. The jury heard testimony that Varnadoe assisted not only in the planning of the crime, but placed the call which ensured that the victim would appear. And although there was evidence before the jury that weapons were used during the commission of the armed robbery, the jury apparently believed that Varnadoe was not the person wielding either the shotgun or the handgun, making him guilty of armed robbery as a party, but not guilty of actually possessing the weapon. This Court does not reweigh the evidence or speculate about which evidence a jury chose to believe or disbelieve. There was sufficient evidence presented in this case to support the jury's conclusion that Varnadoe was guilty of armed robbery. See Leigh v. State, 223 Ga. App. 726
, 728-729 (2) (478 SE2d 905
3. Varnadoe's assertion that the trial court erred in denying his motion for new trial because trial counsel was ineffective is without merit. "To show inadequacy of trial counsel, a defendant must establish not only that counsel's conduct fell below an objective standard of reasonableness, but, further, that there is a reasonable probability that, but for counsel's unprofessional errors, the result of the proceeding would have been different." (Citations and punctuation omitted.) Lindo v. State, 218 Ga. App. 756
, 758 (2) (463 SE2d 148
) (1995). In denying Varnadoe's motion for new trial based on his claim that trial counsel was ineffective, the trial court was "of the firm opinion that the trial counsel conducted the case with due skill and diligence and effectiveness."
Specifically, Varnadoe argues that trial counsel failed to discover that Ashley Finch, as he was named on the state's witness list, was Robert Ashley Finch, and therefore could not effectively cross-examine this crucial witness. On direct examination Varnadoe testified he had never been in a gang and had never had anything to do with gang activity Finch was called by the state as a rebuttal witness to testify that Varnadoe was a member of a gang and that Varnadoe's participation in the armed robbery was either part of his initiation into the gang or compliance with his role as a gang member. We agree with the trial court's assessment that this testimony was neither exculpatory nor critical to the trial. Therefore Varnadoe cannot show a reasonable probability that the result of the proceeding would have been different but for counsel's failure to ascertain the identity of Ashley Finch prior to trial.
"A trial court's finding that a defendant has not been denied effective assistance of trial counsel will be affirmed unless it is clearly erroneous. [Cit.]" (Citations and punctuation omitted.) Id. The trial court's conclusion in this case that Varnadoe's trial counsel was not ineffective on this ground was not clearly erroneous. Accordingly, the trial court did not err in denying Varnadoe's motion for new trial based on ineffective assistance of counsel.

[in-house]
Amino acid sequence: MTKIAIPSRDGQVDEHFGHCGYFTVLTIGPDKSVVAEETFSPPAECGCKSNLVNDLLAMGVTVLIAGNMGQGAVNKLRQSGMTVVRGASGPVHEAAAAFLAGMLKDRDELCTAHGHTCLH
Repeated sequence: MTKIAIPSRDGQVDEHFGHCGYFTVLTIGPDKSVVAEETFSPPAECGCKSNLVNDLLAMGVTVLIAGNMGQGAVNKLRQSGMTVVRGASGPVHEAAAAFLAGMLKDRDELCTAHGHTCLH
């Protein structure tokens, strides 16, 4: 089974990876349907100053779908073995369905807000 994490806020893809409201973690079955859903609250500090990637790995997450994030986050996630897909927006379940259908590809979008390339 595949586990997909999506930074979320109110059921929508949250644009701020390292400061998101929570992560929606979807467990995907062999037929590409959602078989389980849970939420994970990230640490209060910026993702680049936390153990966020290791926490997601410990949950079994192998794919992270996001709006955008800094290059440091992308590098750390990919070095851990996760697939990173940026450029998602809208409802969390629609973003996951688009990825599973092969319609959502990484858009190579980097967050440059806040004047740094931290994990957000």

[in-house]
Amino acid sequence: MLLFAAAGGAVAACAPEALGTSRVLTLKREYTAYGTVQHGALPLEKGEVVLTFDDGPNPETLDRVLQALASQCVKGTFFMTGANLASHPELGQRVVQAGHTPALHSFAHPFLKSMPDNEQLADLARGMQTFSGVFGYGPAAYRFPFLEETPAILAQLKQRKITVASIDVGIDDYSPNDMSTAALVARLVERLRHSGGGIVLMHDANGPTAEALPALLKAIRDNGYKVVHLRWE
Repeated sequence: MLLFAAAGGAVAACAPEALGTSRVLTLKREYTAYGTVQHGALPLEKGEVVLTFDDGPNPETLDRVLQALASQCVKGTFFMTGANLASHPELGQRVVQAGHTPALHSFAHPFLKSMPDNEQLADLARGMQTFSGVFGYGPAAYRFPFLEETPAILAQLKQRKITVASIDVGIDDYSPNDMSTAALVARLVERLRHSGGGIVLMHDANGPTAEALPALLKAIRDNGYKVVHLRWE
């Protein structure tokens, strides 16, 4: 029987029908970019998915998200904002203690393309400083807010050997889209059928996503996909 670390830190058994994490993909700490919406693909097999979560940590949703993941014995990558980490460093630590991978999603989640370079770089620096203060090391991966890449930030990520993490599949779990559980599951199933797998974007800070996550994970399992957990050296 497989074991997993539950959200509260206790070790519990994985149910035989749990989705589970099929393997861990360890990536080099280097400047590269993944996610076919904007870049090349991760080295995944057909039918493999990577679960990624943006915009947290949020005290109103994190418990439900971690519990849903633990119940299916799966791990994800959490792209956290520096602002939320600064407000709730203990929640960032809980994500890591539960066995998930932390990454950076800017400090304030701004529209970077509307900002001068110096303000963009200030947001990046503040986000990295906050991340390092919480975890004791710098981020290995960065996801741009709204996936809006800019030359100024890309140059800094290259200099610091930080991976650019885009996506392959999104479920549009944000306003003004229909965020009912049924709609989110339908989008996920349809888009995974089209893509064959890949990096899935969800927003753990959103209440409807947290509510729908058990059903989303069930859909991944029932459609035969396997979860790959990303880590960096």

4. Finally, Varnadoe asserts "the trial court erred by failing to grant appellant a mistrial where appellant was irreparably harmed by prosecutorial misconduct which directly resulted in witness perjury as to critical and paramount elements of appellant's case." In the argument presented in support of this enumeration of error, we find no citation to the record regarding where a motion for mistrial based on this issue was made. See Court of Appeals Rule 27 (a) (1). We believe appellant intended to assert that the trial court erred in failing to grant a new trial on these grounds. "[A] conviction obtained by the knowing use of perjured testimony is fundamentally unfair, and must be set aside if there is any reasonable likelihood that the false testimony could have affected the judgment of the jury." (Citations and punctuation omitted.) Williams v. State, 250 Ga. 463
, 465 (298 SE2d 492
) (1983). These serious allegations were presented to the trial court which heard evidence regarding Finch's alleged perjury and concluded in its order: "[The witness'] story at the motion for new trial was inconsistent on many occasions and his demeanor indicated to the court that his contentions made at the motion for new trial are totally without merit and not to be believed." "We will not reverse the trial court's fact findings which underpin its legal conclusion made at a motion for new trial hearing unless they are clearly erroneous." (Citations and punctuation omitted.) White v. State, 221 Ga. App. 860
, 862 (2) (473 SE2d 539
) (1996). This Court will not second guess the trial court which heard testimony from this witness both at trial and at the motion for new trial hearing and was in a position to evaluate the demeanor of the witness and the credibility of his testimony. Having failed to establish that the witness' testimony was perjured, Varnadoe's claim that the prosecutor suborned this alleged perjury cannot stand.
Kelly Burke, District Attorney, A. James Rockefeller, Assistant District Attorney, for appellee.